Music Isn’t The Only Thing That’s Better In Analog.

If you’ve ever had a potential new love interest ask you what you were doing with your cell phone, and your response was that you were updating your Facebook status about how great your date was going, then stop reading now if you don’t want a good thrashing. Chances are you won’t understand it anyway.

Facebook was created with what I believe to be two primary objectives:

  1. A truly unique and useful social networking tool that allows you to share your life with your nearest and friends and family.
  2. The most diabolical and powerful marketing tool ever devised by man.

As a person living and breathing today, and even more as a parent, I love what they’ve managed to accomplish with Objective #1. I have found that Facebook enhances my relationships and accommodates the onslaught of technology that my normal life can’t handle. And as a musician and recording artist, I really love what they’ve accomplished with Objective #2. Not only is it easy to make meaningful connections with my fans (and invaluably, with their friends as well), but the advertising engines are relatively benign and unobtrusive, even if there are some very big and scary monsters lurking behind the curtain. They have managed to conjure up something that has both meaning and purpose from the ashes of virtually every other waste-of-virtual-space social networking site.

My wife and I went to see  The Swell Season w/ The Low Anthem at Asbury Hall this last Tuesday night. And this wasn’t just any night out for us. They performed on the very stage where we were married almost three years ago, and it was the first night we’ve been out alone together since our daughter was born last December. I’d seen The Frames before in a very small NYC rock club, and we saw The Swell Season at Radio City Music Hall in May 2008, but this aimed to be the most beautifully intimate setting in which to see them yet, the moment and the location already full of meaning and purpose.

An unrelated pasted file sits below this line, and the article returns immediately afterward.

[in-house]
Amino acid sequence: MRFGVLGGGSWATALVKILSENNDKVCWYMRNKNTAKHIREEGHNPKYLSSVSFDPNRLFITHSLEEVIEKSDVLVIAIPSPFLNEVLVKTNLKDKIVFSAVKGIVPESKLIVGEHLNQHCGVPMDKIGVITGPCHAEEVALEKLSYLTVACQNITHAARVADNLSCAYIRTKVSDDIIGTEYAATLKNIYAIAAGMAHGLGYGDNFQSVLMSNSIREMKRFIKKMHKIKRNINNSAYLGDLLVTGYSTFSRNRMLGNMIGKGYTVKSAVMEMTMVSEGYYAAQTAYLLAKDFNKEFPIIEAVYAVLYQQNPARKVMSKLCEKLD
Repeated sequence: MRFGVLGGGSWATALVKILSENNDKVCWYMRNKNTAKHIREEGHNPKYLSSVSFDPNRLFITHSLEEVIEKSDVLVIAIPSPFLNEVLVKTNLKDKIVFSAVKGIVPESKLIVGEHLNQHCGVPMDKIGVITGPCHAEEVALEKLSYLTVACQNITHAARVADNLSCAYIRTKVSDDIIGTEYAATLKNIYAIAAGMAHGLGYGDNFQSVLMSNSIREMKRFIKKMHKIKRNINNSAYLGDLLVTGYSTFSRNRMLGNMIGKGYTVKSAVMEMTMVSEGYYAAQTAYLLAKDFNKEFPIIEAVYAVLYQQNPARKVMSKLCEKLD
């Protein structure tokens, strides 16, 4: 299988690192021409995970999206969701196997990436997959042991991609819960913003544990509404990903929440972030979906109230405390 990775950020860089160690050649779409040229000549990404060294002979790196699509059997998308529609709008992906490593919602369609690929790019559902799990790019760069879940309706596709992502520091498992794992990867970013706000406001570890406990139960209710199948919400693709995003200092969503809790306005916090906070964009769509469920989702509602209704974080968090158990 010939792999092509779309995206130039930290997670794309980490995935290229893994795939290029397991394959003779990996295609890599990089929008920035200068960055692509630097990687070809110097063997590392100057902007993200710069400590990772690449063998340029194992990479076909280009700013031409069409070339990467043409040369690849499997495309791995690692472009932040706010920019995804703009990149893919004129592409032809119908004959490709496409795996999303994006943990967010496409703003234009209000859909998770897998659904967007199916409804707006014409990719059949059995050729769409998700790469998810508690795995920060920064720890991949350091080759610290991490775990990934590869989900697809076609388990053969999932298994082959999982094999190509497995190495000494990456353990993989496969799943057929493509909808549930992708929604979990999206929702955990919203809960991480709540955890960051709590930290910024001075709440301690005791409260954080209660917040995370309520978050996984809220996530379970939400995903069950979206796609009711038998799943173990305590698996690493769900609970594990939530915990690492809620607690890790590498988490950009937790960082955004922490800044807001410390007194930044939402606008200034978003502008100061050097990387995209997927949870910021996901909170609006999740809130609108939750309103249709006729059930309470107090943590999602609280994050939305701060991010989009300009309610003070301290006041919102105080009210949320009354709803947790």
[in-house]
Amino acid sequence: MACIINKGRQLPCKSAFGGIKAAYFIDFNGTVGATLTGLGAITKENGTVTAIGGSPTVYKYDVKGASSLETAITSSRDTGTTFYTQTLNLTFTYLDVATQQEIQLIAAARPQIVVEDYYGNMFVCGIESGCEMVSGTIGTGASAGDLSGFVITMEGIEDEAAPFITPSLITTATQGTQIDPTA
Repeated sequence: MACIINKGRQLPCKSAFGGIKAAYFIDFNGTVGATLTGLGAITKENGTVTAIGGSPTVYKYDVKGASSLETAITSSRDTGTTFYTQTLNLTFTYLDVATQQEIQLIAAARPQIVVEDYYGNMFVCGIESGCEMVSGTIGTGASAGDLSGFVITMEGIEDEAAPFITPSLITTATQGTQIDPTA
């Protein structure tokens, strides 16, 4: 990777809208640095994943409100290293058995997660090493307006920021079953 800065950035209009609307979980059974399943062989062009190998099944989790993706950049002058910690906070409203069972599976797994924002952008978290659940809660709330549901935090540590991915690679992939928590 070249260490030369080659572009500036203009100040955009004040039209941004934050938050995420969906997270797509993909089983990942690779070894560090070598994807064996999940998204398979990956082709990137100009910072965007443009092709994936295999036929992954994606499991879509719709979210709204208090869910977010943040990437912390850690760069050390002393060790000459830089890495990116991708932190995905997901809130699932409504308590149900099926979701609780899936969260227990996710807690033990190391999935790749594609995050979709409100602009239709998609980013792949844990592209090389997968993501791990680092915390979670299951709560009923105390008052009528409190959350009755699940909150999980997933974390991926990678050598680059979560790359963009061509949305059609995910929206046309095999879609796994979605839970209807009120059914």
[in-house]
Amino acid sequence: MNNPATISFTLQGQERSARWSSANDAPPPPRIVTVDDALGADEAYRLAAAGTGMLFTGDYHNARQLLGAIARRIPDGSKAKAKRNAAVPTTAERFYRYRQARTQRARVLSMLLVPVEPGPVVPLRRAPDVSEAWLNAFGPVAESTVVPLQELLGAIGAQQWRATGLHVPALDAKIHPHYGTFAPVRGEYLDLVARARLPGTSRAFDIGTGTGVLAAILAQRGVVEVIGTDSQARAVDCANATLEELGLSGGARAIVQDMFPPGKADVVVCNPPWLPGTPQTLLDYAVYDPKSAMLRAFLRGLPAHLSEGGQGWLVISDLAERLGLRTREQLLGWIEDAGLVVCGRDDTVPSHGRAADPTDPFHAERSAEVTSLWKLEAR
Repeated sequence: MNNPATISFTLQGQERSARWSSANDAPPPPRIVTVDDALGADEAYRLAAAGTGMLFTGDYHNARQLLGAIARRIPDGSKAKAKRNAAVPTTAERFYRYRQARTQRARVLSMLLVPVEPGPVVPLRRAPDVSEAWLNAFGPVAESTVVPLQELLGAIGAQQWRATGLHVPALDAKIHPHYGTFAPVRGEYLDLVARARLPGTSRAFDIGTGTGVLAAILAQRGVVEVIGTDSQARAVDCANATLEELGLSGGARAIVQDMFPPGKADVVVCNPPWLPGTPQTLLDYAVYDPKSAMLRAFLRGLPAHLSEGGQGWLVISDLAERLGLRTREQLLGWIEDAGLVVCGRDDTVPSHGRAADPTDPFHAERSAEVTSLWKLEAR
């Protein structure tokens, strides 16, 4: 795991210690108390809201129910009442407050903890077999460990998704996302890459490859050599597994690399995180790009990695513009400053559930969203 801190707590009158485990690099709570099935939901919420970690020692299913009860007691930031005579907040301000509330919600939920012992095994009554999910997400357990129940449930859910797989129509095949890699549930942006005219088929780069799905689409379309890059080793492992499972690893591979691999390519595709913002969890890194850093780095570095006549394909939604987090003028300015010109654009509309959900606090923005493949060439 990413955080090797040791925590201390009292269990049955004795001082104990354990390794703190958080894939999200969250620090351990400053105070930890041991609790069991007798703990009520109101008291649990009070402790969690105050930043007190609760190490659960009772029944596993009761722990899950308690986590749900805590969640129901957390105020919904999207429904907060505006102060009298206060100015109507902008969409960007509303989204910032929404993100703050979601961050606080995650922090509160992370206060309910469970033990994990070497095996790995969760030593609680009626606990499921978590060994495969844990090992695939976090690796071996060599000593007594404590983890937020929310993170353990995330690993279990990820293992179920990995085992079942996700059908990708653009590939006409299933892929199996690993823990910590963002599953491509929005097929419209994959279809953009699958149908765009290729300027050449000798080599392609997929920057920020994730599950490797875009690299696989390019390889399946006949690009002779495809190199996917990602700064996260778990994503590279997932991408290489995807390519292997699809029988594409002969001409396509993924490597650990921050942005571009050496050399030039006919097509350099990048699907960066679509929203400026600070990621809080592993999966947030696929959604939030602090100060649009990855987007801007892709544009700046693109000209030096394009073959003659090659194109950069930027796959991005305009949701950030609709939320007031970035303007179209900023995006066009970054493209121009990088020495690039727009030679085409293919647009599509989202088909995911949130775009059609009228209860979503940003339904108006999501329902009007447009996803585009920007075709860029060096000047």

Which is why I just about popped a gasket when my view of the stage and the performance was littered with cell phones and digital cameras. And not just to take a quick picture or a short video clip. Some of these cell phones and cameras stayed up for the ENTIRE show. And the people taking them were staring at these tiny little screens, completely unaware of the tragic irony that they were missing the actual show and replacing a very special, high-quality, one-time-only experience with something they could have watched at home on YouTube for free.